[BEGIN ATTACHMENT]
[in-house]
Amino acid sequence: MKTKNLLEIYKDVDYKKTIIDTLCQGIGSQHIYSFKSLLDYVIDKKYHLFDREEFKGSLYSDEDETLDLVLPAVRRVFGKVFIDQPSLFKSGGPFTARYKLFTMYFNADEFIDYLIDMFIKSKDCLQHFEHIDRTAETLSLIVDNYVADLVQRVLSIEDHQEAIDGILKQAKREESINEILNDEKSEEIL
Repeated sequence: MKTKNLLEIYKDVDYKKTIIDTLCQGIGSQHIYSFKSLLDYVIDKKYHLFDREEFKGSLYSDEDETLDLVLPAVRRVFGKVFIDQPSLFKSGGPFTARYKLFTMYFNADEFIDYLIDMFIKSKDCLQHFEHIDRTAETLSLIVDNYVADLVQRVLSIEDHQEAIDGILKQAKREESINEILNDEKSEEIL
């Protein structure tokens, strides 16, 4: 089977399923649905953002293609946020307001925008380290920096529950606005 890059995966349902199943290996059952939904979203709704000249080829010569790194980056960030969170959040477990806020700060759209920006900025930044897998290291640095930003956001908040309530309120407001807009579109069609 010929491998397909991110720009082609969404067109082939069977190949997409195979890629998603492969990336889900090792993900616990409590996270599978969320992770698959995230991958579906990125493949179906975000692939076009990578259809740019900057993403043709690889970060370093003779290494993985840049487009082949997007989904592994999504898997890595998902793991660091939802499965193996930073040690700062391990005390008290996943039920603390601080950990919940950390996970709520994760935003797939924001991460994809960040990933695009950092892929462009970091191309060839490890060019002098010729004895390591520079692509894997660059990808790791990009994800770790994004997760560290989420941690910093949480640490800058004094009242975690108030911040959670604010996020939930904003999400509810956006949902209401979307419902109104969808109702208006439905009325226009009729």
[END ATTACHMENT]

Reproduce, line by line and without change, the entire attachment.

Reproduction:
[in-house]
Amino acid sequence: MKTKNLLEIYKDVDYKKTIIDTLCQGIGSQHIYSFKSLLDYVIDKKYHLFDREEFKGSLYSDEDETLDLVLPAVRRVFGKVFIDQPSLFKSGGPFTARYKLFTMYFNADEFIDYLIDMFIKSKDCLQHFEHIDRTAETLSLIVDNYVADLVQRVLSIEDHQEAIDGILKQAKREESINEILNDEKSEEIL
Repeated sequence: MKTKNLLEIYKDVDYKKTIIDTLCQGIGSQHIYSFKSLLDYVIDKKYHLFDREEFKGSLYSDEDETLDLVLPAVRRVFGKVFIDQPSLFKSGGPFTARYKLFTMYFNADEFIDYLIDMFIKSKDCLQHFEHIDRTAETLSLIVDNYVADLVQRVLSIEDHQEAIDGILKQAKREESINEILNDEKSEEIL
């Protein structure tokens, strides 16, 4: 089977399923649905953002293609946020307001925008380290920096529950606005 890059995966349902199943290996059952939904979203709704000249080829010569790194980056960030969170959040477990806020700060759209920006900025930044897998290291640095930003956001908040309530309120407001807009579109069609 010929491998397909991110720009082609969404067109082939069977190949997409195979890629998603492969990336889900090792993900616990409590996270599978969320992770698959995230991958579906990125493949179906975000692939076009990578259809740019900057993403043709690889970060370093003779290494993985840049487009082949997007989904592994999504898997890595998902793991660091939802499965193996930073040690700062391990005390008290996943039920603390601080950990919940950390996970709520994760935003797939924001991460994809960040990933695009950092892929462009970091191309060839490890060019002098010729004895390591520079692509894997660059990808790791990009994800770790994004997760560290989420941690910093949480640490800058004094009242975690108030911040959670604010996020939930904003999400509810956006949902209401979307419902109104969808109702208006439905009325226009009729």